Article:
Interdiction Must Be An Option For Migrant Ships

Interdiction must be an option for migrant ships

Point of View
Peterborough Examiner
September 10, 2010

In the wake of the MV Sun Sea's arrival in Canada with 492 Tamil migrants aboard, Canadians have made it clear they are fed up with immigration fraud.

So, according to reports, the government is considering all options—including interdiction on the high seas.

But interdiction, some experts say, poses problems. For one thing it's facile to assume that a smuggler captain will simply turn about and head home if ordered to do so by a Canadian naval vessel.

What's to prevent the migrants from coming back a week later? Will the Canadian navy now be tasked with escorting such ships all the way back to their points of origin, say in Thailand?

Moreover, immigration lawyers say, there are legal concerns with the idea that Canadian law and Supreme Court decisions don't apply on the high seas. Isn't a Canadian vessel in international waters in effect Canadian territory?

Therefore, the expert consensus holds, interdiction is a superficially attractive but dumb idea. Better to simply root out human smuggling at its source, improve police and diplomatic work overseas and nip it in the bud that way.

All well and good. But what happens if a boat or boats get through?

People with a stake in the Canadian immigration industry — immigration lawyers in particular — have an interest in perpetuating the status quo. They earn their livelihoods from it.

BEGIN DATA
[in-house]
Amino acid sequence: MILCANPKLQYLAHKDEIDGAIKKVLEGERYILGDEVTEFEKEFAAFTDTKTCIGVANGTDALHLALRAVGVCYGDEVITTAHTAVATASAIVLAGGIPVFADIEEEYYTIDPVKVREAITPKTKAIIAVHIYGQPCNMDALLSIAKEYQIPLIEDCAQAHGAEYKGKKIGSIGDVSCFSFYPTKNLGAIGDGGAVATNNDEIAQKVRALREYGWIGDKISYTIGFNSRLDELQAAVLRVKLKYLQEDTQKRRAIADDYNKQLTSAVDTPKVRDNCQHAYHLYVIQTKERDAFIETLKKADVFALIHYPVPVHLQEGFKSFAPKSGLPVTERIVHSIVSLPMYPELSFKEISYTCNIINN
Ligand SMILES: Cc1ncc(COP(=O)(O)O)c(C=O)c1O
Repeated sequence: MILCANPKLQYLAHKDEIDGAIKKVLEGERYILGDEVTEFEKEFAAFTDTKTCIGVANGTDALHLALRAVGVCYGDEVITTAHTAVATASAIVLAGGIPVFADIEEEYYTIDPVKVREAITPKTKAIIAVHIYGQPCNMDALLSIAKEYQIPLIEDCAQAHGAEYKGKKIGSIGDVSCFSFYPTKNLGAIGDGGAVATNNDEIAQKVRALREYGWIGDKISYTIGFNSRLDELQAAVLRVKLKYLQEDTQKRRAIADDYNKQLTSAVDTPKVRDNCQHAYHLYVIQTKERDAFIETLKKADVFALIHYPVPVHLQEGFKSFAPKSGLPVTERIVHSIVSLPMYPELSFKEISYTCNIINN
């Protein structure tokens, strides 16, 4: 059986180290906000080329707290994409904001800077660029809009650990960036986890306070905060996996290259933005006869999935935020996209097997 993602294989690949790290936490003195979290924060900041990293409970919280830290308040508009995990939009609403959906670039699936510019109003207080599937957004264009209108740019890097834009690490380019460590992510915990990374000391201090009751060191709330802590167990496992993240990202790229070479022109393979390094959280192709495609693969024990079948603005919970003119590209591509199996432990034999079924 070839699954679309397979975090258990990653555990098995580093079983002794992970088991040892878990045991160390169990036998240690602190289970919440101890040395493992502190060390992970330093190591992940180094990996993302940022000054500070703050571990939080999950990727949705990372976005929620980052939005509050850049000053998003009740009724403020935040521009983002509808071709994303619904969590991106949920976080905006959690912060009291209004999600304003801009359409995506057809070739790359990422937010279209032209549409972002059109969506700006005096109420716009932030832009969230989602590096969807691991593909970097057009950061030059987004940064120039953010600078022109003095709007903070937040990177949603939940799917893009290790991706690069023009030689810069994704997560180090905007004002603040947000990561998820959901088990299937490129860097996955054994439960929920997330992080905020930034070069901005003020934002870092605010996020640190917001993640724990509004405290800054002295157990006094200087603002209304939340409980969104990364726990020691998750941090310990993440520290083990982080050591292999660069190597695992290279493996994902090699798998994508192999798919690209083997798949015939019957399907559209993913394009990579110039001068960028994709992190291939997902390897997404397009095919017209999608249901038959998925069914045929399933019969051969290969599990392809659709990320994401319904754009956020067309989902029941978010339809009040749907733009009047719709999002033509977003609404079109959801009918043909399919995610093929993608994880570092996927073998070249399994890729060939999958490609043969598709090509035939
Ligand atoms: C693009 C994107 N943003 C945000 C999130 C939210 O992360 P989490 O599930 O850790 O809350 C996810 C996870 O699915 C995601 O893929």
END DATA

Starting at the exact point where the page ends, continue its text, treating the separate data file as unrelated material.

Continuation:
That doesn't mean the system can't or shouldn't change. And it doesn't make interdiction a bad idea, if used as a last resort.

By all means, put investigative and diplomatic measures in place. But if they fail and a boat of smuggled migrants slips through, then interdict. There is no other responsible option.

Already, Canadian attitudes towards immigration have hardened measurably due to the Tamil incursion. If more boats come in that pressure will grow. The result may well be political measures that make interdiction seem benign.

Interdiction can be humane. It simply can't be humane and inexpensive or easy. An interdicted boat would have to be seized, and the passengers sent home on a Canadian-flagged vessel. Medical care, food and other help would have to be provided.

This would be very expensive. But what choice is there, really?

The status quo is no longer an option. Anyone who believes otherwise has not spent enough time listening to Canadians.